Amy: Yes, in my opinion if you join the right group it will do great things for you. After being home and training on my own, it was awesome to come to Flagstaff and consistently have people to train with. Flagstaff is also the perfect place for a runner and it’s just a great running environment. I love having easy access to trails and running on them every day. That makes up for the rough days when I can’t breathe (Flagstaff is at 7,000 ft altitude)!
You most recently competed at the Payton Jordan Invite, where you ran a 24 second personal best in your first 5,000 meter race as part of McMillan Elite (15:42.67). What are your goals and expectations coming into this season? What do you hope to accomplish in the long-term?
Amy: I had big goals for this season but didn’t really know what to expect since it was my first time at altitude. I wasn’t sure how my body would respond and I hadn’t run a competitive 5k in almost a year. However, after racing two 1500s before Payton Jordan I was able to go into the race with confidence.
I’d like to run longer distances in the future but right now I’m focusing on the 5k and the plan is to increase my strength and then my racing distance. I’d love to make the trials this year in the 5k but my ultimate goal would be to make the team in 2016 - one step at a time!
You have a BA in Psychology with a minor in Criminal Justice. Do you see yourself using those degrees at some point in the future? Do you currently have a job in addition to running? How do you support yourself?
Amy: One of the problems with attempting to run professionally is the financial side of things. The demands on your time don’t really allow for a full time career type of job. Not only is the training demanding, but you also spend a lot of time traveling, which makes holding a regular job difficult.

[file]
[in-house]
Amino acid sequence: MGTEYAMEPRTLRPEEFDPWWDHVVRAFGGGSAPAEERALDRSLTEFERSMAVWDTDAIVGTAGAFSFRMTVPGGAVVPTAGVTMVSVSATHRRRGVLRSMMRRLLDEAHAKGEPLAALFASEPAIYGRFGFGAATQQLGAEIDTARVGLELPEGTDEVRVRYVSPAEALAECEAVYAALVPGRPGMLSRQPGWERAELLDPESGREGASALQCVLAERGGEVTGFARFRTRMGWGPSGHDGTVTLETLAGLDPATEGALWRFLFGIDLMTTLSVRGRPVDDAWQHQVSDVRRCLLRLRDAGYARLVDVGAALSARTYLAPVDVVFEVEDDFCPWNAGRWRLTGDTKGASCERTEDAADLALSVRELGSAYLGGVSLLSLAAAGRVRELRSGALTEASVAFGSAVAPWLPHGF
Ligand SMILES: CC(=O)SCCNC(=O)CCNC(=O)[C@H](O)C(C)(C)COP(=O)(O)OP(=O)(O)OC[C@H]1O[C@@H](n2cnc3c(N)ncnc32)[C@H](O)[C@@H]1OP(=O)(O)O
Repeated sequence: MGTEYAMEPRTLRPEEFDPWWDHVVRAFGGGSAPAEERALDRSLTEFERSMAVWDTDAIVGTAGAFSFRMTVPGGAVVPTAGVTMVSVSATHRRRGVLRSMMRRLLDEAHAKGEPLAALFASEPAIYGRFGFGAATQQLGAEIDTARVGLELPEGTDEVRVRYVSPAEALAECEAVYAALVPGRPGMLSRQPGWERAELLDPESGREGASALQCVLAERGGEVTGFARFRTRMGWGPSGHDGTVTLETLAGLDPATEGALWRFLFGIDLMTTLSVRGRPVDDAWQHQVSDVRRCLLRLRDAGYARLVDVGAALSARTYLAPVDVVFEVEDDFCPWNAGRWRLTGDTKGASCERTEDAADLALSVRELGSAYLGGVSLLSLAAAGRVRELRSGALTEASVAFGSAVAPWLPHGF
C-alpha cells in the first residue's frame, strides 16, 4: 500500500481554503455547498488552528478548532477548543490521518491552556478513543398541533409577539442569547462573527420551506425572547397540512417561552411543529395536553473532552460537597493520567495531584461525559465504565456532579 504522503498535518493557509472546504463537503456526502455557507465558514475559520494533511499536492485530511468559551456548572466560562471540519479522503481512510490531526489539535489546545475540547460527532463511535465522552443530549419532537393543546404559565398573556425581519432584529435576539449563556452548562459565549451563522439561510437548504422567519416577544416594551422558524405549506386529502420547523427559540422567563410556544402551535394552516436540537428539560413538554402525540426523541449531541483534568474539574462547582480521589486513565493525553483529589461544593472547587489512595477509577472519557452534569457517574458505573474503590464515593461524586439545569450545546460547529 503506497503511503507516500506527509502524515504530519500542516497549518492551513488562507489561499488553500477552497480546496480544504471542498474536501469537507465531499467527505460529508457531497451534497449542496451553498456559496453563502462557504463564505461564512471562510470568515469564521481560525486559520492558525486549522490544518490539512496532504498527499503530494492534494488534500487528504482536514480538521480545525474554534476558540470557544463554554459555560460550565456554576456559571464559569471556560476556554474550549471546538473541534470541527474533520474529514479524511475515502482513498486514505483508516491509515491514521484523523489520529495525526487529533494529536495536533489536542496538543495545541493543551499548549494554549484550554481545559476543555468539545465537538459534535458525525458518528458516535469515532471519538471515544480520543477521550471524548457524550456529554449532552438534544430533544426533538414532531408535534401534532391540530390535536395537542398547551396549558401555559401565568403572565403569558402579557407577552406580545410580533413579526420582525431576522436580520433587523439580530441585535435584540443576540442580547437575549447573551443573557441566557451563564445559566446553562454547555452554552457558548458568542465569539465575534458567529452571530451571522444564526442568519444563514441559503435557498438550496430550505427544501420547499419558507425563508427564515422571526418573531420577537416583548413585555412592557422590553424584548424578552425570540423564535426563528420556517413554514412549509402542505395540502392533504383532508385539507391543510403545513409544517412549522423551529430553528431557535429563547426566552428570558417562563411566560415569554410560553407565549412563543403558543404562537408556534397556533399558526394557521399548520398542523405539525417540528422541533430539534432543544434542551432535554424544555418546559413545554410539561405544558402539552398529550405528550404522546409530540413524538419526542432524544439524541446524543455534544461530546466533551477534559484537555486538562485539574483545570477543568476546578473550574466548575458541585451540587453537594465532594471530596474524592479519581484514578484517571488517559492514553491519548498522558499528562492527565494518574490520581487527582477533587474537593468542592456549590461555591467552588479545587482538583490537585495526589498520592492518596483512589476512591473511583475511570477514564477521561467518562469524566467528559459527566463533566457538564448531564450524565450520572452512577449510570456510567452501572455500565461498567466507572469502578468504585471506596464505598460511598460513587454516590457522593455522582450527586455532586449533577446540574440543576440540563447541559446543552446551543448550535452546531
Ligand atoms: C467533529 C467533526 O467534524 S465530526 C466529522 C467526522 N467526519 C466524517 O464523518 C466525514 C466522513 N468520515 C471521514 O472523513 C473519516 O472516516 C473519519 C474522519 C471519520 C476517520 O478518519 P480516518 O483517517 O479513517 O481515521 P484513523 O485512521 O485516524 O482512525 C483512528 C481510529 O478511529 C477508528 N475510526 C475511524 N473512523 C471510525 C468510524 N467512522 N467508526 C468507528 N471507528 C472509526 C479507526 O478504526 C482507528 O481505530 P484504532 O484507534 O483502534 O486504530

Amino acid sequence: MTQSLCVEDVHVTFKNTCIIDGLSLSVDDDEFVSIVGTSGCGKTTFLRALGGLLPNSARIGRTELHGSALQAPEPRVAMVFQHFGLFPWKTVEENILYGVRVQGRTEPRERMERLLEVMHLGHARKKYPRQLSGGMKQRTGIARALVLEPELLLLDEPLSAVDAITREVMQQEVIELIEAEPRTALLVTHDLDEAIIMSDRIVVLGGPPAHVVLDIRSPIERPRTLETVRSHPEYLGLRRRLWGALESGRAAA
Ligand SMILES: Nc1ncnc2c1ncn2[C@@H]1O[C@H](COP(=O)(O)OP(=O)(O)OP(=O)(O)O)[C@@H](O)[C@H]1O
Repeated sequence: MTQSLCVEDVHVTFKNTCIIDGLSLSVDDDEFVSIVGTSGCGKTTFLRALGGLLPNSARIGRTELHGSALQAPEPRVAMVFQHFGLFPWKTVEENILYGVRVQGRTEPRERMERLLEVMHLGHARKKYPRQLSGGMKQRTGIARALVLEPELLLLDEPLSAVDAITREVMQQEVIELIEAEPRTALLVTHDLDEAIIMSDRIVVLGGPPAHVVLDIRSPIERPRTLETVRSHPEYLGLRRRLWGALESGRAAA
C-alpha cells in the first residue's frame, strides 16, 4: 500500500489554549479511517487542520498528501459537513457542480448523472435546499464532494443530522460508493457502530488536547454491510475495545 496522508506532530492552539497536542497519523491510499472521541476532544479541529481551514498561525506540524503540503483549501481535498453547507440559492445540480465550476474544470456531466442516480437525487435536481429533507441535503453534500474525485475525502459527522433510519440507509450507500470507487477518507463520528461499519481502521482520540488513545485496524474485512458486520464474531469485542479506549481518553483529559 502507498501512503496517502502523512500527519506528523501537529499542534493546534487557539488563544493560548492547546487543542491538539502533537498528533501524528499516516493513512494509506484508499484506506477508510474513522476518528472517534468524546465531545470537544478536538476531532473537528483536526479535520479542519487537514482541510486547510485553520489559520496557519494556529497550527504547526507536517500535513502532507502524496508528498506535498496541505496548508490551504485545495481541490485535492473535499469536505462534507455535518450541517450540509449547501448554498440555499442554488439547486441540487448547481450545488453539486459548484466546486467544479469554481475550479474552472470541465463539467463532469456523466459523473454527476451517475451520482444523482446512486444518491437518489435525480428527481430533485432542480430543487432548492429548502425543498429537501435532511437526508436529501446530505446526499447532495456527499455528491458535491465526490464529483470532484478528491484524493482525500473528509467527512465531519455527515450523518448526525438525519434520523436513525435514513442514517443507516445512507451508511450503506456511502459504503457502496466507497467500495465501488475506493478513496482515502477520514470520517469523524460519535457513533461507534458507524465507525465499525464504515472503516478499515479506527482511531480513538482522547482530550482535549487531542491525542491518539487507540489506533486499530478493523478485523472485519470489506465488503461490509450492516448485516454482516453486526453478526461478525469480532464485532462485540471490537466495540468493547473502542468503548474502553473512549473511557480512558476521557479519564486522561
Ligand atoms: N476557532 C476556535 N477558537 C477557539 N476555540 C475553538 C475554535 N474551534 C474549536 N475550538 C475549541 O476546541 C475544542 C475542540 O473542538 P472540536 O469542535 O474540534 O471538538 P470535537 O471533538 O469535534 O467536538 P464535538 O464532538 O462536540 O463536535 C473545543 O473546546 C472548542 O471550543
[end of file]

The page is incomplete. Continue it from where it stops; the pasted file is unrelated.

Depending on your group, you may have other responsibilities as well. For example, part of McMillan Elite’s team charter is to improve the whole person and not narrowly focus just on the running. Coach McMillan stresses his five circles of success which include athletics (achievement of our goals), self-improvement (core values in life), life goals/skills (preparation for our post running life and career), community involvement (volunteering and encouraging local youth), and sport involvement (promoting running and mentoring).
As for right now, I have put my non-running career on hold but my hope is that the experience and personal growth will more than offset any negatives brought about by delaying a more conventional career. I haven’t gotten a part time job yet. I’ve have a few interviews set up, but for the time being I am living off of the money I saved over the course of the past year. I do recommend getting a job, though. I will need to start doing something part-time soon but thought it would be good to focus on adjusting to Flagstaff the first few months. I’d have to say that the financial side of things is the most unnerving and the biggest unknown.